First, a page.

9. I agree with you Rick and yet there is a role for unbiased educational experts even is as you say “most people with those kind of credentials come from the world of mainstream education, which is heavily organized around cognitive learning. The realm of somatic, or body-based learning is generally unknown or misunderstood in traditional academic environments — as well as in the psychometric (testing) industry.” In many way, just as business is business— education is education. We are not the only “somatic” based profession and if you look at the competencies for nursing for example or even athletic training you will find nurturance and compassion as well as a whole body approach. I believe we need the educational experts to help us put all the collect data together. Without outside consultation I believe the result will be seen as biased as self serving product.

  10. Dear Laura.
    Thanks for raising these issues. While there is always room for improvement leaders of our industry’s biggest organizations should reconsider what they’re trying to achieve. In my opinion, establishing and enforcing costly and unjustifiable new hurdles to massage practice is misguided. A bigger problem that I believe they should address is practitioners who advertise and promote their services for painful back & limb disorders such as sciatica, carpal tunnel, etc., but lack formal training/experience in how to safely treat such cases. Many of these people provide forceful/vigorous “deep tissue” massage that causes further damages. This is totally wrong. And if one will decide to dedicate his career to provide much needed nowadays stress management massage it should be not only okay, and acceptable practice but have to be encouraged . Who possessing expertise in ororthopedic massage, as a professional, is not superior to one who are expert in stress management massage. Thanks again.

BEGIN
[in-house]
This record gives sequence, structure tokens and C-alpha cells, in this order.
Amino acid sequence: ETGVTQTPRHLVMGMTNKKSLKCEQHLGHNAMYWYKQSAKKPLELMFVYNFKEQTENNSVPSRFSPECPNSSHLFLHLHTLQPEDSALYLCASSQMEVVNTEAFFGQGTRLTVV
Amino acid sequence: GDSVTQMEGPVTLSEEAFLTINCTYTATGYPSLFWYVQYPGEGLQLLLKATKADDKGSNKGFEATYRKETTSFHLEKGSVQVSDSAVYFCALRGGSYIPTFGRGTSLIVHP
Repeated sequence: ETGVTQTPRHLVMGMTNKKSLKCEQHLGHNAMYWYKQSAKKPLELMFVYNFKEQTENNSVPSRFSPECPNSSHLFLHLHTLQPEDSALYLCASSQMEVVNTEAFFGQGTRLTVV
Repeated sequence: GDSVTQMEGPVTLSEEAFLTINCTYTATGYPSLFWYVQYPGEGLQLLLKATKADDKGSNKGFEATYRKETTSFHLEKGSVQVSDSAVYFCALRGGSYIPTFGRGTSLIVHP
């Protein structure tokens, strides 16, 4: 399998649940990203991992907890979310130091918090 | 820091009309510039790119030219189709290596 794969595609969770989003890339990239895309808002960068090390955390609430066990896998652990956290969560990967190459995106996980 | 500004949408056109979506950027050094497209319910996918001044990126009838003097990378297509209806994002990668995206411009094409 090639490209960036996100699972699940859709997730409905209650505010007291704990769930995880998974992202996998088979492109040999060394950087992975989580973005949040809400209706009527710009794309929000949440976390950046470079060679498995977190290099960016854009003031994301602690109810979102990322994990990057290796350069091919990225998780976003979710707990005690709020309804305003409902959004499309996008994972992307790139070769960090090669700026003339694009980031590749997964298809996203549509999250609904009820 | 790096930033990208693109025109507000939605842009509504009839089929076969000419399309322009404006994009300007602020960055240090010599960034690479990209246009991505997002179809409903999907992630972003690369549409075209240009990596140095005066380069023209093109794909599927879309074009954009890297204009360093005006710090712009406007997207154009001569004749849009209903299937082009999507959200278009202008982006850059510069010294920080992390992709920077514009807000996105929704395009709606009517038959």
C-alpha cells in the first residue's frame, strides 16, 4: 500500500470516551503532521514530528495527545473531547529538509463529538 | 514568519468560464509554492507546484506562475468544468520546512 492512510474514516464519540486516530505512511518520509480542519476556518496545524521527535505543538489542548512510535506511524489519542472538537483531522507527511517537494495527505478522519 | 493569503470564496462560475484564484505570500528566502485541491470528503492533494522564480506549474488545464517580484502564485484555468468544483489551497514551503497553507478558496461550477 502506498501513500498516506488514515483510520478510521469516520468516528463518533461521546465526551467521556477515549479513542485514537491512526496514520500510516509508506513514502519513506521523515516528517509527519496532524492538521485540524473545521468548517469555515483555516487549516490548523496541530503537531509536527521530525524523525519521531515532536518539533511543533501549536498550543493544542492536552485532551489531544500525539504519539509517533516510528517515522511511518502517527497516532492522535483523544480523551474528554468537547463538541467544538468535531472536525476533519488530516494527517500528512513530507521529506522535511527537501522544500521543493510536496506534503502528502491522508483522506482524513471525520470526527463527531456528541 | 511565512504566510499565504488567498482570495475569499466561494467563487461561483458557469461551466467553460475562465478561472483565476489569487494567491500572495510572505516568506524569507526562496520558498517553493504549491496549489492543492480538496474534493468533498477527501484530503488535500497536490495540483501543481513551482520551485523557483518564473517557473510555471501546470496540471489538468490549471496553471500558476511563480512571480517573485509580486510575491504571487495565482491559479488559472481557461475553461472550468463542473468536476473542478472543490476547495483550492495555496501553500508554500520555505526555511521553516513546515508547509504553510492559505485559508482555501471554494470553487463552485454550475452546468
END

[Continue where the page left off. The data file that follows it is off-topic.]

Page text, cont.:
Best wishes.
    Boris Prilutsky

  11. Laura: I fear that despite what I presume to be their good intentions, our industry leaders and State regulators are destroying our industry. Given regulatory agencies’ public interest mandate & legal liabilities regarding whom they license to practice, it seems right that their association (FSMTB) focuses all its efforts on insuring “public protection” issues be covered during entry level education and professional development CEs. Since about 2000, our trade group leaders seem to be caught up in efforts to create some form of private monopoly control over how to teach, which textbooks, videos & remote learning websites can be used to teach any of the myriad trademarked massage modalities, as well as, who can practice any of these modalities or even who can call themselves an advanced or specialized practitioner.

    I suggest that our trade group leaders would be well advised to stop endlessly striving to wrestle control of what is taught by the myriad massage modalities and instead establish a legally viable model massage scope of practice that includes what is common to them all as well as a clinical practice based form of certification that the public could use to easily distinguish between a basic/entry level practitioner qualified to work on the relatively healthy general public and a highly skilled specialist who has been properly trained or is experienced in collaborating with medical doctors treating diagnosed medical conditions.